As we collectors know only too well, too many things can influence how we see colour/shade/hue/tints - and I don't even really know what the difference is between some of these words, but those influences are sufficient to make impossible and rather pointless to argue about images on the screen
You can call this dolphin whatever colour you wish, but it does have that something that makes me think immediately of Wedgwood - and am sure that if you said to someone 'you know those topaz/amber dolphins from Wedgwood', they'd know fairly quickly what it was you were describing, whether you used the correct colour word or not.
Was the process of colouring mixing at Wedgwood an exact science - I wouldn't have thought so - a very small difference in the batch might just make the difference for people to disagree on the outcome.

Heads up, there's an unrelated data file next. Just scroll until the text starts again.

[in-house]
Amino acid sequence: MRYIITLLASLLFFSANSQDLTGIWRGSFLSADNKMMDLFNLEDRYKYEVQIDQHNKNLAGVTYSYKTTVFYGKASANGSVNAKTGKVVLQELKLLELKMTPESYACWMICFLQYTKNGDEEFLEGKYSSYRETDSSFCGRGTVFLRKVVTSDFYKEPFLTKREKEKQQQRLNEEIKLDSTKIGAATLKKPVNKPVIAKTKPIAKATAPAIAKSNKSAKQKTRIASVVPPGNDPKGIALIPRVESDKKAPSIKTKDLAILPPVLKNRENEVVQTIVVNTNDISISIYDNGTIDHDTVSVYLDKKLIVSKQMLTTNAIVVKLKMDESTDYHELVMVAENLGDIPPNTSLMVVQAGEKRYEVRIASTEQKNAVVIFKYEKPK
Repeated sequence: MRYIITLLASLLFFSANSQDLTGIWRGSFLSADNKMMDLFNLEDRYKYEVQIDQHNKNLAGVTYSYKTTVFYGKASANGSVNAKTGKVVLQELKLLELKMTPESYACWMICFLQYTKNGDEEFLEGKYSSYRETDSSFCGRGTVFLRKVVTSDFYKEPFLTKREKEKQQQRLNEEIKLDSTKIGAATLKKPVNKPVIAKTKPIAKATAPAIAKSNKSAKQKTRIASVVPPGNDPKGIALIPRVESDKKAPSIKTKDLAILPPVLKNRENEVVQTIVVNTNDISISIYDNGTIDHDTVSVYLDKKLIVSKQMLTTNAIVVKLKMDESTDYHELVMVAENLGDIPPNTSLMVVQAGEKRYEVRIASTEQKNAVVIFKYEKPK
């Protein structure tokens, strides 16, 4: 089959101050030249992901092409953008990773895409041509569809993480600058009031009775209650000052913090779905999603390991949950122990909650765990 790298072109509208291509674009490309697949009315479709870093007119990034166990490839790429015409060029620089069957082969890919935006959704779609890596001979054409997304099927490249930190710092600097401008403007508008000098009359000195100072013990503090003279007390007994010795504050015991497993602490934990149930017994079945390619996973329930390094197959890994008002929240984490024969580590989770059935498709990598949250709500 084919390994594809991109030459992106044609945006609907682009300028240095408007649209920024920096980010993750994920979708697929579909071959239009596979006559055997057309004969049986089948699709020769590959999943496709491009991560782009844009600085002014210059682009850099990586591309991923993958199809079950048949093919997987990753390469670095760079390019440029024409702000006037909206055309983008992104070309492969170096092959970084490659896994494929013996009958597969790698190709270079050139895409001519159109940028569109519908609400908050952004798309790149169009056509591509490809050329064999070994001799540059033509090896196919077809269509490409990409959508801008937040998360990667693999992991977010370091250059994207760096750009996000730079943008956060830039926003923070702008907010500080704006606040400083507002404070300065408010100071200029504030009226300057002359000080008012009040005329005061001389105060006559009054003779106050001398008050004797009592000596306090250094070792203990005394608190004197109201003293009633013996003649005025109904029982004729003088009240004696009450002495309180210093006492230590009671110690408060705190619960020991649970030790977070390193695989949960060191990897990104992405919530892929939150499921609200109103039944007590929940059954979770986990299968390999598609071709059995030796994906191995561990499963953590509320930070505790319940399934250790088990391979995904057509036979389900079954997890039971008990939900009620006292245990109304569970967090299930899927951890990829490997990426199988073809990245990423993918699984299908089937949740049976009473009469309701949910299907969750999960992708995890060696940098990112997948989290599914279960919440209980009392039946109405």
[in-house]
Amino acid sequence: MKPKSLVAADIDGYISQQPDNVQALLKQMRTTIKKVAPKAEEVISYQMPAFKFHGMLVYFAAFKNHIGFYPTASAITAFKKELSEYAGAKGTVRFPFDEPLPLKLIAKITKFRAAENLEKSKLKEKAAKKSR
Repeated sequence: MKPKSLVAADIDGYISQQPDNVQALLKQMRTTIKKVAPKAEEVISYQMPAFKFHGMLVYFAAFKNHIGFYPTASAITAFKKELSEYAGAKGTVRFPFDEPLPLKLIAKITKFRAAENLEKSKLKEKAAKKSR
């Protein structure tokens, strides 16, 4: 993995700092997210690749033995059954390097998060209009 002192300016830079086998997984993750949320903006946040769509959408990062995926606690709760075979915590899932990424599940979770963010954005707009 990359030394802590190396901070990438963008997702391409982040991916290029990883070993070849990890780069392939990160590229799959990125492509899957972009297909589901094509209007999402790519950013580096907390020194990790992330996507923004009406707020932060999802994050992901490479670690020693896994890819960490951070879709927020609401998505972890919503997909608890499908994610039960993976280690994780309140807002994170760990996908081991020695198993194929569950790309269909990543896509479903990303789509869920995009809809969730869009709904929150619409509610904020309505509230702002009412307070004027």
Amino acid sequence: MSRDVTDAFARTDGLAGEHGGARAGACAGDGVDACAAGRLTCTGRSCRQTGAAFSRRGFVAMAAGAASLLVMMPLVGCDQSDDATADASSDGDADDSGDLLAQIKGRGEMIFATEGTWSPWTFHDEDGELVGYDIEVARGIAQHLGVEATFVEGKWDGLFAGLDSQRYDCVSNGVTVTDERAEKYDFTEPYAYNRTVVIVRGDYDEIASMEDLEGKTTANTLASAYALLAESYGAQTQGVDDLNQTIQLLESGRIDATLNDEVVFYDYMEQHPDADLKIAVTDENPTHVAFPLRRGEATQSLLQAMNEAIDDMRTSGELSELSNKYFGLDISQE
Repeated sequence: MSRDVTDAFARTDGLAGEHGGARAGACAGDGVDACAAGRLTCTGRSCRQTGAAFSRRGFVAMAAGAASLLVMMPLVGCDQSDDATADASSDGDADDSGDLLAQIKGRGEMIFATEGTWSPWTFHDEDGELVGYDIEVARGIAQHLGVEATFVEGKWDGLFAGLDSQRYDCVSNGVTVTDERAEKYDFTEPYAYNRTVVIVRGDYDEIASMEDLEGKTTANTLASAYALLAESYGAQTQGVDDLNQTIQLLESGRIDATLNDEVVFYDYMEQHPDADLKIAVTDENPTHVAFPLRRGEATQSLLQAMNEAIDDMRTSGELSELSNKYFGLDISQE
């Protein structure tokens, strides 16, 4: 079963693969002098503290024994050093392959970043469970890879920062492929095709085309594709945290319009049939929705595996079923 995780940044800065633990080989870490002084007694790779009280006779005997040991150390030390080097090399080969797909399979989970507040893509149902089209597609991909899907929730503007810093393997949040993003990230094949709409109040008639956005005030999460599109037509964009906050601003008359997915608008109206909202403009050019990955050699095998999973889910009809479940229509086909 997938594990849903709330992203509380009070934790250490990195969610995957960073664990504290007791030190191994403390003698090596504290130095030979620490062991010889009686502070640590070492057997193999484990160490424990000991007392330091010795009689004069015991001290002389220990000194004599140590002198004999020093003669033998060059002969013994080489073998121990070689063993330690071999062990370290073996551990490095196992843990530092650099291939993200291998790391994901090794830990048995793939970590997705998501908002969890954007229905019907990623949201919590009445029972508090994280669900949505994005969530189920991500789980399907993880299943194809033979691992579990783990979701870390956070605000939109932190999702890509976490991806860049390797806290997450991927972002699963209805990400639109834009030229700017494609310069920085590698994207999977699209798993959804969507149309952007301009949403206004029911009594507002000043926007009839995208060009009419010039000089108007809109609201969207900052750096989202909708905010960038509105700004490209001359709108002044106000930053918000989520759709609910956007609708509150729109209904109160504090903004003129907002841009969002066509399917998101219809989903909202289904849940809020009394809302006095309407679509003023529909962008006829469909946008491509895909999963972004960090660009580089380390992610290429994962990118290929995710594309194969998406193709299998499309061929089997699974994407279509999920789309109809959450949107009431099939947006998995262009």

Speaking of this particular colour/shade/tint/hue, I have an early decanter that is almost colourless in places, and then again some animals show the most dense effect of all - and as we've seen here opinions are varied on what to call the resulting effect. Just looked at my candleholders in topaz, and they don't appear quite as dense as the animals, but probably more dense than most other articles.
I wish Wedgwood had used amber - would have made life easy for us, but the nearest the book gets is topaz.
I can show the above items if of interest, but get the feeling it's too easy to get bogged down with trivia instead of enjoy our glass collecting.